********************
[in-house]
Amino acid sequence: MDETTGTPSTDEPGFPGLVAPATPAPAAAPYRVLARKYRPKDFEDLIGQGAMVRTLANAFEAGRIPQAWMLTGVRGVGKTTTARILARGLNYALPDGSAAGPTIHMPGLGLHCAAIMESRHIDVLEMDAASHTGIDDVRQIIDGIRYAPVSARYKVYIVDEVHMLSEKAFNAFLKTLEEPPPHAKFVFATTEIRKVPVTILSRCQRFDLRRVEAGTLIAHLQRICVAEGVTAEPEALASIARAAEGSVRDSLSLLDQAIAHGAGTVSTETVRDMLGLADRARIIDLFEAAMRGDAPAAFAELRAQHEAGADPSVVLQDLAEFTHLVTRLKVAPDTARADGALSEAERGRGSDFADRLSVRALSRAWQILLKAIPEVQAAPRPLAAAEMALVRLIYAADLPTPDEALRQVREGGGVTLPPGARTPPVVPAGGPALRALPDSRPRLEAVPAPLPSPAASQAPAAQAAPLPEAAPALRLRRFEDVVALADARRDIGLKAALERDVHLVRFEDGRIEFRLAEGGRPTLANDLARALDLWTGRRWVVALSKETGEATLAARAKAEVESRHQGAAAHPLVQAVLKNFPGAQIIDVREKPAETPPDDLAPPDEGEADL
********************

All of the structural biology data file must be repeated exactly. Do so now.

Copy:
[in-house]
Amino acid sequence: MDETTGTPSTDEPGFPGLVAPATPAPAAAPYRVLARKYRPKDFEDLIGQGAMVRTLANAFEAGRIPQAWMLTGVRGVGKTTTARILARGLNYALPDGSAAGPTIHMPGLGLHCAAIMESRHIDVLEMDAASHTGIDDVRQIIDGIRYAPVSARYKVYIVDEVHMLSEKAFNAFLKTLEEPPPHAKFVFATTEIRKVPVTILSRCQRFDLRRVEAGTLIAHLQRICVAEGVTAEPEALASIARAAEGSVRDSLSLLDQAIAHGAGTVSTETVRDMLGLADRARIIDLFEAAMRGDAPAAFAELRAQHEAGADPSVVLQDLAEFTHLVTRLKVAPDTARADGALSEAERGRGSDFADRLSVRALSRAWQILLKAIPEVQAAPRPLAAAEMALVRLIYAADLPTPDEALRQVREGGGVTLPPGARTPPVVPAGGPALRALPDSRPRLEAVPAPLPSPAASQAPAAQAAPLPEAAPALRLRRFEDVVALADARRDIGLKAALERDVHLVRFEDGRIEFRLAEGGRPTLANDLARALDLWTGRRWVVALSKETGEATLAARAKAEVESRHQGAAAHPLVQAVLKNFPGAQIIDVREKPAETPPDDLAPPDEGEADL